Like Andaya, Osvaldo Pardo, writing in the Journal of Ecclesiastical History, felt that "a strong editorial hand would have improved the final product." Nevertheless, Pardo called Shamanism, Catholicism, and Gender Relations in Colonial Philippines, 1521-1685 an "idiosyncratic study," further noting that Brewer's topic "offers an extraordinarily fertile area for studying the impact of colonialism on gender relations and sexuality." Church History contributor Lisa J.M. Poirier aligned her opinions with that of other critics, acknowledging the book's topical value. Indeed, Poirier stated that the book "fills a serious lacuna in scholarship on interactions between colonizers and colonized during the early modern period in the Philippines." Poirier concluded that "the good use made of the … available materials recommends this work to historians of colonial processes, historians of the Philippines, church historians, and historians of religion."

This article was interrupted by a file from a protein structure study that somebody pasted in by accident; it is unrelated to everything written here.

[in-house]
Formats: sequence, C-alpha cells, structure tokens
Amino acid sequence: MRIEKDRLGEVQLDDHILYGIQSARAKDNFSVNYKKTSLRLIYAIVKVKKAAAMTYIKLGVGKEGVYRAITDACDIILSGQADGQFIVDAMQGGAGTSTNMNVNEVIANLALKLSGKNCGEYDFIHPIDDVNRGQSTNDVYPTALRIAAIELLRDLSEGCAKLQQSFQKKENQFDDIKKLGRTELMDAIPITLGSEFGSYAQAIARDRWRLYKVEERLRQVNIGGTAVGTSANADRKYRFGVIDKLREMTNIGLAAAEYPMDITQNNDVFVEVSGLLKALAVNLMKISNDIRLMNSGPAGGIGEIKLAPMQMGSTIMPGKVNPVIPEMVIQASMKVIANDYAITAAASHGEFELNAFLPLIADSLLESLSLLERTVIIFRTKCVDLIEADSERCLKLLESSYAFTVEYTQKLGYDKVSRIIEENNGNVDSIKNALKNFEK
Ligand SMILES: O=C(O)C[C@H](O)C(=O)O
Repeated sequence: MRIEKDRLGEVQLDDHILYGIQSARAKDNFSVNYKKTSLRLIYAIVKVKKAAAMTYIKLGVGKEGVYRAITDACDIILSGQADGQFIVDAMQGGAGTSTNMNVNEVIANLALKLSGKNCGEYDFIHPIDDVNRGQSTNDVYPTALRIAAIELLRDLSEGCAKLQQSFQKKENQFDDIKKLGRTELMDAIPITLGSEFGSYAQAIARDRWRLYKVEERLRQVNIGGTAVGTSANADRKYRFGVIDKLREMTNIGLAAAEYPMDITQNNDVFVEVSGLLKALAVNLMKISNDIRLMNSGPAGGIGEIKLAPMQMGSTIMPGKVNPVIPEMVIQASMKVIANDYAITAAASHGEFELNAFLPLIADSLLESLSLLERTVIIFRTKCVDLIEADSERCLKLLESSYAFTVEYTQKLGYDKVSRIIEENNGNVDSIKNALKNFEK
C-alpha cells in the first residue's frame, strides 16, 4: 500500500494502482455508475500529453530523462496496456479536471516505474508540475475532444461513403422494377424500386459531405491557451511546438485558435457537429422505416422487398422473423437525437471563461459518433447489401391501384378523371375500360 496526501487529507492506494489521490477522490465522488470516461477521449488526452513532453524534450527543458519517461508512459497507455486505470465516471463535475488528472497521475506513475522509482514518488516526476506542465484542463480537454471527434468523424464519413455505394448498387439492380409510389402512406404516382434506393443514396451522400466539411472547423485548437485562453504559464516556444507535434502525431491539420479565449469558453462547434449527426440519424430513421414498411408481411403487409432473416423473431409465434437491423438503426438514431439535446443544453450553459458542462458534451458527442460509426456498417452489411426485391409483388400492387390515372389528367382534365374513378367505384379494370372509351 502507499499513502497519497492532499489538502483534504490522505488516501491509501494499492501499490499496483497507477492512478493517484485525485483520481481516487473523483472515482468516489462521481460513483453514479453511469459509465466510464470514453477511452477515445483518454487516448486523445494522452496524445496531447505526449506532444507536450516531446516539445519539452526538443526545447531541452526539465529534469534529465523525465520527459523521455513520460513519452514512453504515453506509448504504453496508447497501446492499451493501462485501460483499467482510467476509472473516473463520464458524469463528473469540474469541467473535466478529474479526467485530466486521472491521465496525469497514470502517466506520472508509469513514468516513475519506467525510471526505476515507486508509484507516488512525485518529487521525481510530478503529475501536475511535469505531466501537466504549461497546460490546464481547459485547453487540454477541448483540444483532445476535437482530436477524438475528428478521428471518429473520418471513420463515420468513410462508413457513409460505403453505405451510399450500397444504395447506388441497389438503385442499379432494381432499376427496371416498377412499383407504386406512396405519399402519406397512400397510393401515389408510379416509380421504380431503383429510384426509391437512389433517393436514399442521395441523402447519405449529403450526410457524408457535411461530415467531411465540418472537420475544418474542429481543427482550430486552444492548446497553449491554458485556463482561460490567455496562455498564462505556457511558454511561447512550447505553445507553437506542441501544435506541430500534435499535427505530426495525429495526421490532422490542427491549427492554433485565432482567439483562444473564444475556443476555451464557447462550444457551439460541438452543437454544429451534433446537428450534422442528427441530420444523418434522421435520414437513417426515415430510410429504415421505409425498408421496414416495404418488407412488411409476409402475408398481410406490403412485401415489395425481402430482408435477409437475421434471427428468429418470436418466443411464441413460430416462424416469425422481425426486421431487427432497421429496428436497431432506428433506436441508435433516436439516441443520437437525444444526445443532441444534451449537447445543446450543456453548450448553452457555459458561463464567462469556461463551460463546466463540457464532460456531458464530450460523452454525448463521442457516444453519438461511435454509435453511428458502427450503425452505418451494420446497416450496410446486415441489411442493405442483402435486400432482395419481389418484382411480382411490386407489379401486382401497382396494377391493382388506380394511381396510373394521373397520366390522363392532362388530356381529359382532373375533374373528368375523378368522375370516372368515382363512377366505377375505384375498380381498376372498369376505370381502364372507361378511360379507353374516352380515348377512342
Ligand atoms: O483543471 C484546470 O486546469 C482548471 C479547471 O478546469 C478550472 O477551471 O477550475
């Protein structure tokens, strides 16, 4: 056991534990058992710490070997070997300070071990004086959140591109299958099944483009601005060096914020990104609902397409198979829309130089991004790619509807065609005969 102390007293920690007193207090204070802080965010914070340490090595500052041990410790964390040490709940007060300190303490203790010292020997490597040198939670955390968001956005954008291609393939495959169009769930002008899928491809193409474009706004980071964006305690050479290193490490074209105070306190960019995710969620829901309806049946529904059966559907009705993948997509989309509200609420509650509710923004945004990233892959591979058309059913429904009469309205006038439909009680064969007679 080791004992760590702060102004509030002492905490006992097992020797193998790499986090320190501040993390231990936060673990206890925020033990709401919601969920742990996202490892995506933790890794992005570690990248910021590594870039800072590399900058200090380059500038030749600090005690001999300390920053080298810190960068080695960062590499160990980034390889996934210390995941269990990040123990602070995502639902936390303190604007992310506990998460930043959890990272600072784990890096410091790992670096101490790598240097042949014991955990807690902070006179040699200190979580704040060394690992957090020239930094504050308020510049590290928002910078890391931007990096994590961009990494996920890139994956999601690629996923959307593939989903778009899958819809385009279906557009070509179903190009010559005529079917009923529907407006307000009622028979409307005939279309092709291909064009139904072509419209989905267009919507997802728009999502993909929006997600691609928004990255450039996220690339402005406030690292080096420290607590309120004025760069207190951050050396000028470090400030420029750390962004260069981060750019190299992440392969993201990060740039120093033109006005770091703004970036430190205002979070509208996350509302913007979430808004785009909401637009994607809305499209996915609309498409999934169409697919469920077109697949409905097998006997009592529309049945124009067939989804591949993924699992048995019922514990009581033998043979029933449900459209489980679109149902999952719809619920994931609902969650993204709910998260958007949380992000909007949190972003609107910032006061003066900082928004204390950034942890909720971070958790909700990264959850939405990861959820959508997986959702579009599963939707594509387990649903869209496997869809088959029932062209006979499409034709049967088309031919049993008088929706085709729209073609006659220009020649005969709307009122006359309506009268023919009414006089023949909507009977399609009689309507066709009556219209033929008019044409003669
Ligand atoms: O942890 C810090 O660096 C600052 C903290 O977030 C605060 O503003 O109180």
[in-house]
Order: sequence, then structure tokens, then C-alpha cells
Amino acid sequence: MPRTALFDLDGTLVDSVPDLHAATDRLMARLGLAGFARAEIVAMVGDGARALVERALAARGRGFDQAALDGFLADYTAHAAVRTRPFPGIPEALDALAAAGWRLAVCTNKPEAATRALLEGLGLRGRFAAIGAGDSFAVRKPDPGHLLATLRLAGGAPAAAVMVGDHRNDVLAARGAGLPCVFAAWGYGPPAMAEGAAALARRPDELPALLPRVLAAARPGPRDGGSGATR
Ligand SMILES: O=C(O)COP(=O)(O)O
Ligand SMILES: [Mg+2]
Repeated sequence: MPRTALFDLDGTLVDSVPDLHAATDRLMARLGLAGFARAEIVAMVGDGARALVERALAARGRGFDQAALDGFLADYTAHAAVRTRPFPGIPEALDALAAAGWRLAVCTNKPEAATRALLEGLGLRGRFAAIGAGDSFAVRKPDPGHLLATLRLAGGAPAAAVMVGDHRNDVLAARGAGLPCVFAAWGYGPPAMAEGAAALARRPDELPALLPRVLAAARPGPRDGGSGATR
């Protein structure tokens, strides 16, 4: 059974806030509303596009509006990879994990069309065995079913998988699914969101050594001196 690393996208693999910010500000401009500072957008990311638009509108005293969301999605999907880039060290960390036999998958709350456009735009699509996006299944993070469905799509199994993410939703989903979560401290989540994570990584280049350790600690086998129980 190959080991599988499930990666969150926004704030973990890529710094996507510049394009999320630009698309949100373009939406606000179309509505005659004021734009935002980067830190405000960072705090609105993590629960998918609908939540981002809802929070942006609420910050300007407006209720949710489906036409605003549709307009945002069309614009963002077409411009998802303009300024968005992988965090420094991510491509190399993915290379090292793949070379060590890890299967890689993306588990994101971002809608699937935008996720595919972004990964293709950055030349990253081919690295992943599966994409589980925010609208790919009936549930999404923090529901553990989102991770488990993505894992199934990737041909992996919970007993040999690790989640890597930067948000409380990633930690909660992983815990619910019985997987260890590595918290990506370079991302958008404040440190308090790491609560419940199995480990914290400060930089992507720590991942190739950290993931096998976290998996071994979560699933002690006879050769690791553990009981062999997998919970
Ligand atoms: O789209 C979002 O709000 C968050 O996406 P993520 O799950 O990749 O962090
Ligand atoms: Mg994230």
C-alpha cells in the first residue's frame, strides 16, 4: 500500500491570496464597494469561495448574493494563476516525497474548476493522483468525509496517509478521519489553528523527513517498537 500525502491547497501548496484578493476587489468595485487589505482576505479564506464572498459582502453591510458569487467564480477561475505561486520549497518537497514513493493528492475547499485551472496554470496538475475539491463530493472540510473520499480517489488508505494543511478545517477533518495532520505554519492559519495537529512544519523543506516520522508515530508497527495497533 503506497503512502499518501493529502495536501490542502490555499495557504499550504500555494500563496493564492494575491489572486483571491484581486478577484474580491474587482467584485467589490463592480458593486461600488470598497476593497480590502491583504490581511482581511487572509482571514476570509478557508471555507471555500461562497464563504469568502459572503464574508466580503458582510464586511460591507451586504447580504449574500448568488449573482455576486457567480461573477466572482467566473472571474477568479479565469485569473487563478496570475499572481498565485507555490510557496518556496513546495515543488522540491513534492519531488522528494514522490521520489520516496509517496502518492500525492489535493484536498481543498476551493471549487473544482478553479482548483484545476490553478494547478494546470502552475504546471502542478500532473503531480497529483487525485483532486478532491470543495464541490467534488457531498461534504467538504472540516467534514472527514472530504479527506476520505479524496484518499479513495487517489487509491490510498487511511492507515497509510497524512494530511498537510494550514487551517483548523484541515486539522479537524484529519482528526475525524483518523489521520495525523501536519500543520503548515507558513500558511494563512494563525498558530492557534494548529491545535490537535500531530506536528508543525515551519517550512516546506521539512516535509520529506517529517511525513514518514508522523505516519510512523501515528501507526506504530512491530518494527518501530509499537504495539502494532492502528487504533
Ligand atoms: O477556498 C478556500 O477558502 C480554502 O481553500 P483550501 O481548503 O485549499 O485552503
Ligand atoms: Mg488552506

Brewer told CA: "I came to writing as a mature student—after my daughters had fled the nest and my family-raising responsibilities were completed. In the late 1980s I read Mary Daly's Gyn/Ecology and Carol P. Christ and Judith Plaskow's edited collection WomanSpirit Rising and decided to go to university to follow up my burgeoning interest in the impact of religion on women's lives. Subsequently other American feminist theologians such as Rosemary Radford Ruether and Elisabeth Schüssler Fiorenza provided theoretical positions through which I was able to explore the impact of Catholicism on women's lives in the Philippines. I chose the Philippines because of the rich historical primary source material that was left in the early modern period (sixteenth and seventeenth centuries) by Spanish explorers and missionaries intent on colonizing the archipelago for Spain and people's souls for Catholicism. In furthering this passion about women and religion, I am currently working on a history of the Blessed Virgin Mary in the Philippines.